Their cycles are 7, 13 and 17. These three numbers are not ordinary numbers: They are primes.

Prime numbers are special in their own way as they don’t have factors besides 1 and themselves.

It is still a mystery how these cicadas evolved into these specific primes. But we can speculate over this fact. A physicist named Mario Markus claimed that cicadas emerge in these prime numbers so that they will survive. This is a bold but interesting assumption.

Example: Let’s choose a kind of cicada that has 13 year-cycles. If its predator has a cycle of 5 years, there two creatures could only meet once in every (13*5=65) 65 years. Since 13 is a prime number, predator and prey can meet only at the multiples of 13.

M. Serkan Kalaycıoğlu


Real Mathematics – Numbers #1

First thing first; mathematics and philosophy can’t be separated. I can back this idea with a historical fact: Compared to history of science, “scientist” is a relatively new title. For instance, Isaac Newton who is regarded as the father of modern physics was known as a “natural philosopher”. Use of the word scientist had made us forget the fact that a scientist is actually a person who does deep thought sessions in majority of his/her work.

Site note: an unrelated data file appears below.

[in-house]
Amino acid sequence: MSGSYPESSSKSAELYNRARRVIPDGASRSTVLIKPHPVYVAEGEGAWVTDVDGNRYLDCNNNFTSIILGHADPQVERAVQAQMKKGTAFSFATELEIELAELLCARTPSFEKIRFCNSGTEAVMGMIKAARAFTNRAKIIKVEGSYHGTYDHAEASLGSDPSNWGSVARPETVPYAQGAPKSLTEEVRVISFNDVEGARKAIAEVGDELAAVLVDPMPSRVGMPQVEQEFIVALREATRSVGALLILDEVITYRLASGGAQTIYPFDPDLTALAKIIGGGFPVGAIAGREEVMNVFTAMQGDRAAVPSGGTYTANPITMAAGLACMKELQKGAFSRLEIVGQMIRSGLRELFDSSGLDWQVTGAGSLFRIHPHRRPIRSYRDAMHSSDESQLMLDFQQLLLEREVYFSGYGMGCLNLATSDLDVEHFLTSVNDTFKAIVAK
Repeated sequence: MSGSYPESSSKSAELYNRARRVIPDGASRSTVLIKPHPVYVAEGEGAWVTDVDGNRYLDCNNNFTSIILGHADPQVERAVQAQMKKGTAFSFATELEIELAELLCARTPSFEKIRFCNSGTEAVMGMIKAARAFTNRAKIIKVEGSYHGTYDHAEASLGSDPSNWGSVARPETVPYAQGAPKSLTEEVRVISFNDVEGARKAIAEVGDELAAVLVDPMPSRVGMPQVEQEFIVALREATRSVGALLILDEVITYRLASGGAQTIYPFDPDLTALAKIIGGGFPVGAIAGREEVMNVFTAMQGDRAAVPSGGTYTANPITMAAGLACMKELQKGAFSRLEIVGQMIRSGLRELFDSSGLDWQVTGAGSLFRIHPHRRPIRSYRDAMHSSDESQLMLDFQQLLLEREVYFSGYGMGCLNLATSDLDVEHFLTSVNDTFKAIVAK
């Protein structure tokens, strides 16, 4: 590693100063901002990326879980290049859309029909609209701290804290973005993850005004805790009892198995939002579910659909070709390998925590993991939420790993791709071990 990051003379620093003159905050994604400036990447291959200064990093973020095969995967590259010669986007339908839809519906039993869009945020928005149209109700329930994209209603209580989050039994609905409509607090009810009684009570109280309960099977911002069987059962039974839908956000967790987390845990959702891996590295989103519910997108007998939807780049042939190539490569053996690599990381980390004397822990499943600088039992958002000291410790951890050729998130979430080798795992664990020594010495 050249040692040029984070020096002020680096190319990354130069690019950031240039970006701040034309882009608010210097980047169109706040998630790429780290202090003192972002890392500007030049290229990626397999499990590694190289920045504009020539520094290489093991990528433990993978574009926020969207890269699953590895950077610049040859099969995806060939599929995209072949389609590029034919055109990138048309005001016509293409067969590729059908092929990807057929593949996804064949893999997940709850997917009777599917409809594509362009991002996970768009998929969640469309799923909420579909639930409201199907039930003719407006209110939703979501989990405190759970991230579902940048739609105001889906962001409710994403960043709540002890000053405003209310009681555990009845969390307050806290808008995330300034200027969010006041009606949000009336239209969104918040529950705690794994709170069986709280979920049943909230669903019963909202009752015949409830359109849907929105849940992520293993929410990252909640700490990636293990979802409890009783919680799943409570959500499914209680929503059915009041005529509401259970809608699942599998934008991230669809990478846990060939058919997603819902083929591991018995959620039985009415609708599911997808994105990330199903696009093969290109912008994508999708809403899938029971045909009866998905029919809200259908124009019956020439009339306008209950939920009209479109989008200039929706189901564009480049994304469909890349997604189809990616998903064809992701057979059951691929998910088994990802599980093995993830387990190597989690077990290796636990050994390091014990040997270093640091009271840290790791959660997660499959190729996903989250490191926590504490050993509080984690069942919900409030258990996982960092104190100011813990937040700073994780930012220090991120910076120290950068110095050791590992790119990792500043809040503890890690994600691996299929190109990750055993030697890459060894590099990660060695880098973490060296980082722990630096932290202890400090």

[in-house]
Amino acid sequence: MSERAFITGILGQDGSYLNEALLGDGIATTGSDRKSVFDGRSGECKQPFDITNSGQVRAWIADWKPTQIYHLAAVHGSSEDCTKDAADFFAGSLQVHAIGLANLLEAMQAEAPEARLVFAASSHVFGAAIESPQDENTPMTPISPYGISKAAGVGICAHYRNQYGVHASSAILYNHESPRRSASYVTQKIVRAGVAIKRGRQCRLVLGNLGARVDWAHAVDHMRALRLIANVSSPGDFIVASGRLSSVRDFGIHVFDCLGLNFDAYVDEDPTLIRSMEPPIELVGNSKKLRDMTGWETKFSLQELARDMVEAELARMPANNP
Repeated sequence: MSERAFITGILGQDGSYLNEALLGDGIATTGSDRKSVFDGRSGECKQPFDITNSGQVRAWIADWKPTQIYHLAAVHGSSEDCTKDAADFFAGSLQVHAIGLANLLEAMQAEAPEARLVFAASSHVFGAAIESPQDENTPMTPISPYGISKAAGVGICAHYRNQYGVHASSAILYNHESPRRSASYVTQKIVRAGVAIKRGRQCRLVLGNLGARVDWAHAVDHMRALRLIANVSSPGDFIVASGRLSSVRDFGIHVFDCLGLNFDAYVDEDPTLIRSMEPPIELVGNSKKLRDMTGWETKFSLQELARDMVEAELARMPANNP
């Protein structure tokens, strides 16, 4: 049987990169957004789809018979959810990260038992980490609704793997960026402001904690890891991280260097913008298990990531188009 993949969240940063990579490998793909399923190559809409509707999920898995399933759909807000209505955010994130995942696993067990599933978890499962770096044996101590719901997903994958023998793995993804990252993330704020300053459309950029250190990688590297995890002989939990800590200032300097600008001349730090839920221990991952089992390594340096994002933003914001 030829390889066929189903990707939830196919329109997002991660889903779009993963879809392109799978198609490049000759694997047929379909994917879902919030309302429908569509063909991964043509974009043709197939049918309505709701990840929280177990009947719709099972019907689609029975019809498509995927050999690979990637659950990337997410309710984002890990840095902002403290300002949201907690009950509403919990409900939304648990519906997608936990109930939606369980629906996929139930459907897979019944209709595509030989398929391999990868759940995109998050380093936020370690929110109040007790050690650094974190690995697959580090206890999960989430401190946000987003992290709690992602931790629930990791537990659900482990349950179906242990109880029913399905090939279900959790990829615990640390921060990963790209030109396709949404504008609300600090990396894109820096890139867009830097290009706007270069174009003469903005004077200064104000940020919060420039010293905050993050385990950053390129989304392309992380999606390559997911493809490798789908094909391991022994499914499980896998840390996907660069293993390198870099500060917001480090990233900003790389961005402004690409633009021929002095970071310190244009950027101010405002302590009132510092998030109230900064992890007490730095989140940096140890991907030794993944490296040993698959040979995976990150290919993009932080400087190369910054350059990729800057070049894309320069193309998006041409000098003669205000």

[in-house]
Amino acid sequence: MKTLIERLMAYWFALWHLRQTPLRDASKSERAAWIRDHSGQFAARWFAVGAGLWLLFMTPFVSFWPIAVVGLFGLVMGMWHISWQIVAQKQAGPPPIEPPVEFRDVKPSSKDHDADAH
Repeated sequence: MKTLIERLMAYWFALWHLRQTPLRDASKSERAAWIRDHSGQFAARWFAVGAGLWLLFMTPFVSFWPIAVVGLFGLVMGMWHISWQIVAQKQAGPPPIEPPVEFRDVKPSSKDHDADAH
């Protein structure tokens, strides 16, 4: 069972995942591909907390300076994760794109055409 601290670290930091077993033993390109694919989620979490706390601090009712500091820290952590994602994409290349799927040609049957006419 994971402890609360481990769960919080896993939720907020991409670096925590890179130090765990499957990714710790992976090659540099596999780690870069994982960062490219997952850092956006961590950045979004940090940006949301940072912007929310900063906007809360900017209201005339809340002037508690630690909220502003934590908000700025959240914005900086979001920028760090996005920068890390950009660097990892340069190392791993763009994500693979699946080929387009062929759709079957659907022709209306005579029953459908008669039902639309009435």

Mathematics Education – “This is that, and hence the answer should be that.”

Unfortunately, in traditional mathematics education there is almost no time for one to think. I think I should explain what I mean with the term “traditional mathematics education”: Imagine that numbers is the subject of a specific mathematics class. Teacher follows the traditional way and gives definitions to number types.

Counting Numbers: These types are also known as whole numbers. They start from 1 and go to infinity one by one:

1, 2, 3, 4 …

Natural Numbers: They start from 0 and continue to the infinity one by one. Their only difference with counting numbers is the mighty 0 (zero).